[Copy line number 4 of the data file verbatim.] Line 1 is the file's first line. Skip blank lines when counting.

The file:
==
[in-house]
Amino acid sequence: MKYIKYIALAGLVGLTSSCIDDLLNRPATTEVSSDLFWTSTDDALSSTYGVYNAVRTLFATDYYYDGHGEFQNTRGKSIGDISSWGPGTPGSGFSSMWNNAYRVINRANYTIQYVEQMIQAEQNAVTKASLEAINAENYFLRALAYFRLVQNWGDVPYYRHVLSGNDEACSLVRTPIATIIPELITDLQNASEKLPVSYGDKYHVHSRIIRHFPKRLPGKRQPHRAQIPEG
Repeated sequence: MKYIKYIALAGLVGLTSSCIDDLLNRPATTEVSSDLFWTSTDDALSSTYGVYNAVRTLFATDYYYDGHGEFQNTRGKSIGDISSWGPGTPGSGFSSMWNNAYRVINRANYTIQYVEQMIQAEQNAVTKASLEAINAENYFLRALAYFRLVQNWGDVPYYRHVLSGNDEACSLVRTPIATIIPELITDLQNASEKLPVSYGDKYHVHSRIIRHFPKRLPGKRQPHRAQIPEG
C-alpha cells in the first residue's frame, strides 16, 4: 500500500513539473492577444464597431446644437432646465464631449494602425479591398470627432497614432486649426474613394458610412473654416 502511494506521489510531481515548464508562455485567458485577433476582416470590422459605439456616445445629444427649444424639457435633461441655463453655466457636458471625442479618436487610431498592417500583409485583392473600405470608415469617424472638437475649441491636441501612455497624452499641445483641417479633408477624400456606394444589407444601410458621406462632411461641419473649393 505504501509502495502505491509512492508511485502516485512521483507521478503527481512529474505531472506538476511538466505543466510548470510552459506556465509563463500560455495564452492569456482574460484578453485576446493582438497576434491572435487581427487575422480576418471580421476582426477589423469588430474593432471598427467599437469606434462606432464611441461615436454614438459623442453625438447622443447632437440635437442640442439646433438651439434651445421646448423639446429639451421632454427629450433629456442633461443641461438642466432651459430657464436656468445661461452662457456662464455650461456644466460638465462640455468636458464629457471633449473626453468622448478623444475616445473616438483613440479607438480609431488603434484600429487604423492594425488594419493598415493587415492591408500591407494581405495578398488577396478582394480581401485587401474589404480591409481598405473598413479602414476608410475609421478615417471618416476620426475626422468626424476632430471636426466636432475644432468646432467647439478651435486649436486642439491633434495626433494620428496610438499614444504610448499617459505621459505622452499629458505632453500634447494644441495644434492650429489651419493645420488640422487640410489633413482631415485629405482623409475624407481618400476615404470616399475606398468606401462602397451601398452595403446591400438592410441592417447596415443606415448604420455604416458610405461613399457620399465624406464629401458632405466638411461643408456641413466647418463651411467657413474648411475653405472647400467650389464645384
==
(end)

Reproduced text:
C-alpha cells in the first residue's frame, strides 16, 4: 500500500513539473492577444464597431446644437432646465464631449494602425479591398470627432497614432486649426474613394458610412473654416 502511494506521489510531481515548464508562455485567458485577433476582416470590422459605439456616445445629444427649444424639457435633461441655463453655466457636458471625442479618436487610431498592417500583409485583392473600405470608415469617424472638437475649441491636441501612455497624452499641445483641417479633408477624400456606394444589407444601410458621406462632411461641419473649393 505504501509502495502505491509512492508511485502516485512521483507521478503527481512529474505531472506538476511538466505543466510548470510552459506556465509563463500560455495564452492569456482574460484578453485576446493582438497576434491572435487581427487575422480576418471580421476582426477589423469588430474593432471598427467599437469606434462606432464611441461615436454614438459623442453625438447622443447632437440635437442640442439646433438651439434651445421646448423639446429639451421632454427629450433629456442633461443641461438642466432651459430657464436656468445661461452662457456662464455650461456644466460638465462640455468636458464629457471633449473626453468622448478623444475616445473616438483613440479607438480609431488603434484600429487604423492594425488594419493598415493587415492591408500591407494581405495578398488577396478582394480581401485587401474589404480591409481598405473598413479602414476608410475609421478615417471618416476620426475626422468626424476632430471636426466636432475644432468646432467647439478651435486649436486642439491633434495626433494620428496610438499614444504610448499617459505621459505622452499629458505632453500634447494644441495644434492650429489651419493645420488640422487640410489633413482631415485629405482623409475624407481618400476615404470616399475606398468606401462602397451601398452595403446591400438592410441592417447596415443606415448604420455604416458610405461613399457620399465624406464629401458632405466638411461643408456641413466647418463651411467657413474648411475653405472647400467650389464645384